Most countries apply the "Harmonized Commodity Description and Coding System" to classify products introduced by the World Customs Office (12). Under this system, each product is assigned a six-digit code for the purposes of levying tariffs and collecting trade statistics. Nets are currently classified as textiles and customs offices can be reluctant to give exemption for the whole range of products covered by the code. Some countries also subscribe to regional agreements on tariffs and taxation rates, which can influence the adoption of policy change. For example, the West African Economic and Monetary Union requires all of its eight member states to adhere to the Common External Tariff Resolution, which stipulates fixed rates for import duty of 20% and for value-added tax (VAT) of 18%. Clearly, changes in national policy would be greatly facilitated by changes to international agreements.

2.4 Progress: long-lasting insecticidal nets

In response to low re-treatment rates of conventional insecticide-treated nets, especially in Africa, WHO prompted industry to develop long-lasting insecticidal nets (LLINs) - ready-to-use, factory-pretreated nets that require no further treatment during their expected lifespan of 4-5 years. This technology obviates the need for re-treatment (unlike conventional ITNs, LLINs resist washing) and reduces both human exposure (at any given time, most of the insecticide is hidden and not bioavailable) and the risk of environmental contamination.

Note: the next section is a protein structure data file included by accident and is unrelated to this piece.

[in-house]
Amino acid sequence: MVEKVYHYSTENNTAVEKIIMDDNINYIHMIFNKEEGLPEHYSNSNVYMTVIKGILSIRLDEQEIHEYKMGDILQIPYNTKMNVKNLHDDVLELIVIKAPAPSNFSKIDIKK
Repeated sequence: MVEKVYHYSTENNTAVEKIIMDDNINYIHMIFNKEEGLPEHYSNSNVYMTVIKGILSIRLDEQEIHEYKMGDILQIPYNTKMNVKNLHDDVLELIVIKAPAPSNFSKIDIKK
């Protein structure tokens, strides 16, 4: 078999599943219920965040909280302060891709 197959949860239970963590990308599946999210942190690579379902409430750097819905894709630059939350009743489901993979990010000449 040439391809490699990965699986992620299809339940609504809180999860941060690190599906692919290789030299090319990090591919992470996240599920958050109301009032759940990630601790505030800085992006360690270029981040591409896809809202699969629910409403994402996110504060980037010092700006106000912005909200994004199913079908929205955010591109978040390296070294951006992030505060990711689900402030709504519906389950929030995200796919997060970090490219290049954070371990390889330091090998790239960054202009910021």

Using the most recent fibre technologies, LLINs are regarded as a major breakthrough in malaria prevention. One LLIN is already commercially available and is recommended by WHO. At a current price of around US$ 5 per net, LLINs are already more cost-effective than conventionally treated nets. Efforts are being made to scale up production capacity to meet demand, which is already high. The RBM partnership is facilitating technology transfer and stimulating local production of LLINs in Africa (13).

2.5 Progress: coverage

In nine countries surveyed between 1997 and 2001, a median 13% of households possess one or more nets (range 1.1-54%). A median 1.3% (range 0.2-4.9%) of households surveyed in three countries own at least one ITN (14). The proportion of under-5s sleeping under nets is also low - about 15% across 28 countries surveyed. Even fewer children (less than 2%) sleep under ITNs. Only two countries, the Gambia and Sao Tome and Principe, reported ITN use rates of more than 10% (Figure 2.3).

While current rates of coverage are generally low, the availability and use of nets have increased appreciably over the past 10 years, particularly in countries where nets were not normally used. In the United Republic of Tanzania, for example, nets were rare in the 1980s, especially in rural areas, but ownership has increased to 63% in towns and to 29% in rural areas (14). Such trends are encouraging and highlight the progress that is being made.

2.6 Challenges: increasing coverage

Most African households in malaria risk areas do not possess any net, whether treated with insecticide or not. To achieve adequate coverage most countries will require many more nets; to cover all Africans at risk (16), an estimated total of 260 million nets would be needed.

Increasing ITN availability will require large-scale expansion of supply and distribution. Barriers to increasing the supply and distribution of nets and insecticides include taxes and tariffs, regulatory issues, and inadequate distribution systems. Barriers to increasing the demand for nets and insecticides relate to the price, to their affordability for households, and to promotion and marketing.